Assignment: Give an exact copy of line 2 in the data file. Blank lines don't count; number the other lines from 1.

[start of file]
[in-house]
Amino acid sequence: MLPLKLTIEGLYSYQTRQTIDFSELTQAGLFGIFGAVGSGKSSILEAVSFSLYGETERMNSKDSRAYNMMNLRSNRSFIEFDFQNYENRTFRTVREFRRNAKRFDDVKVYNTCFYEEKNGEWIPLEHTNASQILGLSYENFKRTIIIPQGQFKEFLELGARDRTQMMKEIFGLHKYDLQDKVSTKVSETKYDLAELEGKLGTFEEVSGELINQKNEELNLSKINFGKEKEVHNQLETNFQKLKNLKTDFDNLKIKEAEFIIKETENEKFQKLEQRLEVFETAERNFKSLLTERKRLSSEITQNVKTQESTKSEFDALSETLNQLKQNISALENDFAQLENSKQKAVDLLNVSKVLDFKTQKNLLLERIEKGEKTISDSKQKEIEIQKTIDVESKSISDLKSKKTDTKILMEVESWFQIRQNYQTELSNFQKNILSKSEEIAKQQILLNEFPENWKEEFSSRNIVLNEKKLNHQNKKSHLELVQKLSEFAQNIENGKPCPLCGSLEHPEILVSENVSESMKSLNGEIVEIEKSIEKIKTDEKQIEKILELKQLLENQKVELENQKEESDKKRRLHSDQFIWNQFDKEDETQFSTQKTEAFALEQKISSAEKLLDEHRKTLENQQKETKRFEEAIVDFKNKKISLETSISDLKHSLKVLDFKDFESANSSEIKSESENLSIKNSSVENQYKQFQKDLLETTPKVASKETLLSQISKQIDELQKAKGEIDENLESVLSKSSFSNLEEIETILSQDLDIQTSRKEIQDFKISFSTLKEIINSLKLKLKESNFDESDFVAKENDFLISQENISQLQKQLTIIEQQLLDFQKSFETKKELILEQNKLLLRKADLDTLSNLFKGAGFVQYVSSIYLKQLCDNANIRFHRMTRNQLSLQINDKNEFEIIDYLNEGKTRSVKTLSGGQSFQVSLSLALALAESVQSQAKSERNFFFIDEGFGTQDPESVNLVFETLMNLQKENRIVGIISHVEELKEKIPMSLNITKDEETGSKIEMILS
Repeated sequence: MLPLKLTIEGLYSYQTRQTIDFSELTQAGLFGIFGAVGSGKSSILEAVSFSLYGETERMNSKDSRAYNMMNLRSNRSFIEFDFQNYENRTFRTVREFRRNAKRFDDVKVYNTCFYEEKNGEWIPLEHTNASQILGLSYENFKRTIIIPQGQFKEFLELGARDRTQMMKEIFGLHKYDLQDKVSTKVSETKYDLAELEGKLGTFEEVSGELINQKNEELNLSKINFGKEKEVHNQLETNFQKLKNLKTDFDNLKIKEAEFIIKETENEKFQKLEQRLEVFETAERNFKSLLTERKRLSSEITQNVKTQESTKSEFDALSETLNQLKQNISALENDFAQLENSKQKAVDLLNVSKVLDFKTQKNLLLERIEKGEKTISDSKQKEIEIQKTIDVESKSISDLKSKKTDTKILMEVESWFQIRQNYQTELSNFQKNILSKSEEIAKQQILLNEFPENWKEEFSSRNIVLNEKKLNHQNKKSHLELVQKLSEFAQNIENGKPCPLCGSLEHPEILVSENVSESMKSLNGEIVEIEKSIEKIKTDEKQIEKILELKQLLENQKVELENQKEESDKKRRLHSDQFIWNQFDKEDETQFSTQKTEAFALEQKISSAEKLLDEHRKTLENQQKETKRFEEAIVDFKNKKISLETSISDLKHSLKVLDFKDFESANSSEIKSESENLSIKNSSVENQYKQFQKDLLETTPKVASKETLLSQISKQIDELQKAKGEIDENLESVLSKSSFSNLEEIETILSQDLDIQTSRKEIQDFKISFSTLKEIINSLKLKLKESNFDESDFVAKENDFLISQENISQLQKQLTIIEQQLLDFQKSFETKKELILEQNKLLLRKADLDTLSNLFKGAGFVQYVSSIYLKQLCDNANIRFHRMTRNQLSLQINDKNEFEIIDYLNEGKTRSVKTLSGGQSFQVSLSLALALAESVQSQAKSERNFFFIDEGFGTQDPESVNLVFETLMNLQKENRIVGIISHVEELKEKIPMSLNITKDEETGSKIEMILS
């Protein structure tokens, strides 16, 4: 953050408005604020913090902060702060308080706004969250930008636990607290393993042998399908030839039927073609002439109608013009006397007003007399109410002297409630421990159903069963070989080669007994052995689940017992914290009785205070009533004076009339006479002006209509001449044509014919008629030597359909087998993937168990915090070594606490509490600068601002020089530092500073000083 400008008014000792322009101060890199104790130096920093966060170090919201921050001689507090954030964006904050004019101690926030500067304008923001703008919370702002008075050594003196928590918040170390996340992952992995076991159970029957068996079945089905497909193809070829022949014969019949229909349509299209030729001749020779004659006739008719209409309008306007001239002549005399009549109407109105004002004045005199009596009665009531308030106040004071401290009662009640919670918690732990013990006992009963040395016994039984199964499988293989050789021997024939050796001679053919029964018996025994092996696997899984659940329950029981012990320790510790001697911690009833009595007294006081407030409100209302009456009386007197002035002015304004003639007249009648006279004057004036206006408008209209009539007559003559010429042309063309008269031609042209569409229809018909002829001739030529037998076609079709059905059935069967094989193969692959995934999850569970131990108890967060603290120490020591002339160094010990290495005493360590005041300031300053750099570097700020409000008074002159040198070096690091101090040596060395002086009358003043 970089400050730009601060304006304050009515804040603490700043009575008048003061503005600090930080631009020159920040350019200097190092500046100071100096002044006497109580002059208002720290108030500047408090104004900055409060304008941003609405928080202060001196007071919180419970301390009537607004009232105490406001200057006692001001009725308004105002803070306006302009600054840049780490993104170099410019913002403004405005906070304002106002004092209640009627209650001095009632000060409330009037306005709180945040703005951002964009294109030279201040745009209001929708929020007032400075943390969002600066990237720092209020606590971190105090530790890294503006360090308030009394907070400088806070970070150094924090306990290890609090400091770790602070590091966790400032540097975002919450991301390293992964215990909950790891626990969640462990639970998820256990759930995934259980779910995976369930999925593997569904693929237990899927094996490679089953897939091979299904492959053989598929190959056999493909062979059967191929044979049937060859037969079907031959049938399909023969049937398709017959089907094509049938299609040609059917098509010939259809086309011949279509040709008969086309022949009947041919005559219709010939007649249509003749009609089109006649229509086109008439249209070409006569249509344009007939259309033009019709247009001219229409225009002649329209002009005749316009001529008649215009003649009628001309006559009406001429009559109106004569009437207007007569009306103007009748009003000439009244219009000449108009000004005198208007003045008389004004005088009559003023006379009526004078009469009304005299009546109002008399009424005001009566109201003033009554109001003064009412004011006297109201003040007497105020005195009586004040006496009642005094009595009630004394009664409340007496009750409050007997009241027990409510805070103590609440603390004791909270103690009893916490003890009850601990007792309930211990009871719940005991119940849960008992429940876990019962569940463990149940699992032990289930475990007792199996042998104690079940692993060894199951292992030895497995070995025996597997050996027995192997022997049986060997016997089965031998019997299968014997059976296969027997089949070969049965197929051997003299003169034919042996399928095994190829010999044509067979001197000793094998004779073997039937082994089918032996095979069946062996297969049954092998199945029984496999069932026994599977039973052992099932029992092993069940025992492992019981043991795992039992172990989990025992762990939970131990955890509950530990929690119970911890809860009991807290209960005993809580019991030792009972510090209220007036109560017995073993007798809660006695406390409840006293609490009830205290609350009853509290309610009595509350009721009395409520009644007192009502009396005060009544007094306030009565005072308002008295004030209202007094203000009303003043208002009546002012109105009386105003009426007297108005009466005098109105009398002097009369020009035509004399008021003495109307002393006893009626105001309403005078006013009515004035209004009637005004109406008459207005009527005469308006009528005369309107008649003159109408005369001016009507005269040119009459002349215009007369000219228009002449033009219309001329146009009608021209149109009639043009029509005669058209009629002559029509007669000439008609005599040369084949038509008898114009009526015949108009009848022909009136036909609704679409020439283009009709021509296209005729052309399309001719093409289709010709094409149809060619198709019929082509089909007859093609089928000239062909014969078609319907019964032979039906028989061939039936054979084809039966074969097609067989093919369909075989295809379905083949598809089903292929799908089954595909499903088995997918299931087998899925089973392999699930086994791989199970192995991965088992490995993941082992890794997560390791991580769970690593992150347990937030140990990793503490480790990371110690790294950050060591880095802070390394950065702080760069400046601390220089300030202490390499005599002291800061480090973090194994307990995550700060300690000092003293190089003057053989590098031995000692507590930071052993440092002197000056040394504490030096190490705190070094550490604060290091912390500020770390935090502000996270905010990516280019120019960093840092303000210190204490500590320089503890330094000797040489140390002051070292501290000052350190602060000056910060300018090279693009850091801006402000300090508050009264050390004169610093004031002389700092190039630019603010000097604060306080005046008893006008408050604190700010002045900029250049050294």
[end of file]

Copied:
Amino acid sequence: MLPLKLTIEGLYSYQTRQTIDFSELTQAGLFGIFGAVGSGKSSILEAVSFSLYGETERMNSKDSRAYNMMNLRSNRSFIEFDFQNYENRTFRTVREFRRNAKRFDDVKVYNTCFYEEKNGEWIPLEHTNASQILGLSYENFKRTIIIPQGQFKEFLELGARDRTQMMKEIFGLHKYDLQDKVSTKVSETKYDLAELEGKLGTFEEVSGELINQKNEELNLSKINFGKEKEVHNQLETNFQKLKNLKTDFDNLKIKEAEFIIKETENEKFQKLEQRLEVFETAERNFKSLLTERKRLSSEITQNVKTQESTKSEFDALSETLNQLKQNISALENDFAQLENSKQKAVDLLNVSKVLDFKTQKNLLLERIEKGEKTISDSKQKEIEIQKTIDVESKSISDLKSKKTDTKILMEVESWFQIRQNYQTELSNFQKNILSKSEEIAKQQILLNEFPENWKEEFSSRNIVLNEKKLNHQNKKSHLELVQKLSEFAQNIENGKPCPLCGSLEHPEILVSENVSESMKSLNGEIVEIEKSIEKIKTDEKQIEKILELKQLLENQKVELENQKEESDKKRRLHSDQFIWNQFDKEDETQFSTQKTEAFALEQKISSAEKLLDEHRKTLENQQKETKRFEEAIVDFKNKKISLETSISDLKHSLKVLDFKDFESANSSEIKSESENLSIKNSSVENQYKQFQKDLLETTPKVASKETLLSQISKQIDELQKAKGEIDENLESVLSKSSFSNLEEIETILSQDLDIQTSRKEIQDFKISFSTLKEIINSLKLKLKESNFDESDFVAKENDFLISQENISQLQKQLTIIEQQLLDFQKSFETKKELILEQNKLLLRKADLDTLSNLFKGAGFVQYVSSIYLKQLCDNANIRFHRMTRNQLSLQINDKNEFEIIDYLNEGKTRSVKTLSGGQSFQVSLSLALALAESVQSQAKSERNFFFIDEGFGTQDPESVNLVFETLMNLQKENRIVGIISHVEELKEKIPMSLNITKDEETGSKIEMILS